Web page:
And sometimes they define it so broadly as to include literally any form of 'voluntary exchange’, meaning hunter-gatherers who don’t even know what money is are technically practicing 'capitalism’.

A lot of [capitalist] arguments are derived from that last one, claiming that because we all engage in 'voluntary exchange’, capitalism (conflating it with the market-monetary system we have now) is the natural mode of human organisation, and therefore just. An appeal-to-nature fallacy which is not only asinine in itself, but not even factually correct about the 'is’ it’s trying to derive an 'ought’ from.

—  Eoin O'Connor

anonymous asked:

It seems to me that even though we are told to respect all cultures equally, many cultures are inferior to us here in the West. They have little to no respect for women. They support physical and capital punishment. They practice superstition leading to the extinction of endangered animals. Like I said, all people are basically the same and deserve respect. But these customs seriously harm people and the planet, so is it really wrong to consider these cultures backwards?

Well, “better or worse” are, of course, value judgments and so by definition subjective. 

As to the particulars of your statement the West certainly has no bragging rights when it comes to protecting the environment. We have done far more than any other culture has done to destroy it.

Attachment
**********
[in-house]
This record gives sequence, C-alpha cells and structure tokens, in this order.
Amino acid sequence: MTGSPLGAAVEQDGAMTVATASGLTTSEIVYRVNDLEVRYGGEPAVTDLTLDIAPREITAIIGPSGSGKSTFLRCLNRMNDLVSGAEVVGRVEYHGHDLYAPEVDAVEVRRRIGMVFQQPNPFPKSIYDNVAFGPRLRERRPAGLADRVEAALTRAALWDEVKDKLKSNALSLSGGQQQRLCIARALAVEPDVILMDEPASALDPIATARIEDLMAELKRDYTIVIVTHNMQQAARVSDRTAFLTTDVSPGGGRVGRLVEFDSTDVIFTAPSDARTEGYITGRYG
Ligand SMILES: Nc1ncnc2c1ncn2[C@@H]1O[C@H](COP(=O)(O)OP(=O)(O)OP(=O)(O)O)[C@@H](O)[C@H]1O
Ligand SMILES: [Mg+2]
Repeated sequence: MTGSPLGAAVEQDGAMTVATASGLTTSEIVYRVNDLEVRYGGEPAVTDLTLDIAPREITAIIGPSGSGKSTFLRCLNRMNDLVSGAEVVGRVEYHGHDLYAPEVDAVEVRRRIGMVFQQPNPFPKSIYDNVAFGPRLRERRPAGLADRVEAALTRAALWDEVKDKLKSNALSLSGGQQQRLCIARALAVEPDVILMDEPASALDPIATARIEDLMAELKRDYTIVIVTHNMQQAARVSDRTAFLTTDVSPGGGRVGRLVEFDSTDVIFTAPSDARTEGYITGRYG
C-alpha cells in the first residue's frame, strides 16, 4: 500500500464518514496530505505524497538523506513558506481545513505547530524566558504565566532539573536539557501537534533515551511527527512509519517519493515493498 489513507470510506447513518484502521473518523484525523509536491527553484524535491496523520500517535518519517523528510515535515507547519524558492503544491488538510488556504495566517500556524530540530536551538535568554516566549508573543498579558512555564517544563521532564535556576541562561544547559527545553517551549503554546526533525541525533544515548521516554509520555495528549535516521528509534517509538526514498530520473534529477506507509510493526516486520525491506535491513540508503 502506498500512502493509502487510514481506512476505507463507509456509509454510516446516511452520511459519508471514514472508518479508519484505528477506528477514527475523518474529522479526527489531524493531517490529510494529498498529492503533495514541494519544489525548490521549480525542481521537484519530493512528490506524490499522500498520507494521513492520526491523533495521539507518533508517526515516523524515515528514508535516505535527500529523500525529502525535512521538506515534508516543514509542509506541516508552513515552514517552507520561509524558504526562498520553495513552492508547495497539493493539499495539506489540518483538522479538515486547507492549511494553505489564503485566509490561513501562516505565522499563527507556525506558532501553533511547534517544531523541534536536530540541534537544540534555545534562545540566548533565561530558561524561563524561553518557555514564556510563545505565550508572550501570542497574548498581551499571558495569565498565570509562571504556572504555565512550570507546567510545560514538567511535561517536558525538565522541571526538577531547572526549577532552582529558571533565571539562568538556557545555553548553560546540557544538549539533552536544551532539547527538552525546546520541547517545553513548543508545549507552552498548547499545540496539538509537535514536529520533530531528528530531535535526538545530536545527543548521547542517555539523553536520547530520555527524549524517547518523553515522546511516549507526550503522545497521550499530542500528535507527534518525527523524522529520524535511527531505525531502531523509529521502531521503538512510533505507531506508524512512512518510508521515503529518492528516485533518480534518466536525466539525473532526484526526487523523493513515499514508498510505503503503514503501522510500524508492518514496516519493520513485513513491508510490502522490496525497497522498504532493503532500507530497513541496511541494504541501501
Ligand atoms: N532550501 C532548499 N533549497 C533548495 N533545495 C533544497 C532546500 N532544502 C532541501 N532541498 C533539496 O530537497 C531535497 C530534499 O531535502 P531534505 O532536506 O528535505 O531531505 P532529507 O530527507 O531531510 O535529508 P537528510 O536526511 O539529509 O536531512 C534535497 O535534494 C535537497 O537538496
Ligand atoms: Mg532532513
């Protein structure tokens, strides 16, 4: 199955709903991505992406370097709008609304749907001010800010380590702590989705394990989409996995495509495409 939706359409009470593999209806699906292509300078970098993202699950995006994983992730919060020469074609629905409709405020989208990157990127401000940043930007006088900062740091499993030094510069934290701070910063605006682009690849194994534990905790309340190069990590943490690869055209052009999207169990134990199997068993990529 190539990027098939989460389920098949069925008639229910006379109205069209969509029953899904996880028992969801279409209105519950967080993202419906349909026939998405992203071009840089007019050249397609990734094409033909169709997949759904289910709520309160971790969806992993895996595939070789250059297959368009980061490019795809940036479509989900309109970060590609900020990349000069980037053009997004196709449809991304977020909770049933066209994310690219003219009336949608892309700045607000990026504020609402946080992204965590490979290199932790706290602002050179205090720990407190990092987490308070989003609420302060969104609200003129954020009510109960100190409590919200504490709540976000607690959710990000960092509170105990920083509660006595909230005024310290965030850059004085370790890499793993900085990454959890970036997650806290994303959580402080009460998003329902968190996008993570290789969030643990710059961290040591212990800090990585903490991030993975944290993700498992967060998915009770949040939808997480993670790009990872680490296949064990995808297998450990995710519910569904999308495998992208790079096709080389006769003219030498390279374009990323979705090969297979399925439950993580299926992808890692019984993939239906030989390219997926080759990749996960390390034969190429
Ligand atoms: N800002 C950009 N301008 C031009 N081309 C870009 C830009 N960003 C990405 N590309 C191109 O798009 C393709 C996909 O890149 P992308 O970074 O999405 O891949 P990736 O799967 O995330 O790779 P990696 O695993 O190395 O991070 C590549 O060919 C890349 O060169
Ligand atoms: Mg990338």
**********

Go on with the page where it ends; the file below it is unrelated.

Some of the cultures you accuse of backwardness are, in many ways, backward at least to our lights. However, these same cultures point the finger toward the west as decadent, immoral and materialistic.

So, good or bad, depends on that which you value.As for me I value compassion, the love of humanity and the planet. All of the cultures of the Earth could do much better in this regard.


I don’t think I ever posted these but: This man is legitimately the nicest ever. He always sees when I’m at practice and makes sure to circle over and catch my eye and grin at me. He gives the best hugs ever, too. Like what? And is super good with my younger siblings and calls me bud and wow, okay, I need to stop or this will turn into an essay on how much I love Michael Latta.

there are two arguments that I’ve seen that really speak to me on why larry is real

1. how hard they have always tried to hide it. we have so much proof of the idea of “no interaction” that has been drilled into louis and harry. we have “you can’t sit together” and that one interview where harry goes in to put his arm around louis before very awkwardly pushing his hand into the couch while louis kicks his feet up. and it’s an isolated situation. it’s not like they do this to any other duo when gay rumors arise. they never did it to ziam, they even allowed the publishing of the interview where liam admits to them kissing. they practically capitalize off lilo. there is no plausible reason as to why, if it was truly a platonic friendship, they couldn’t just let larry run its course

2. if one of them was a girl and it was a straight couple, the media and fans and entire world would be all over it, shipping it to no end, not even questioning the idea that it could not be romantic. the heteronormative lens that the media looks through blinds them from unconfirmed, possible gay relationships, while they spend all their time writing article after article about how their “inside sources” told them that the girl harry was seen with once is actually the love of his life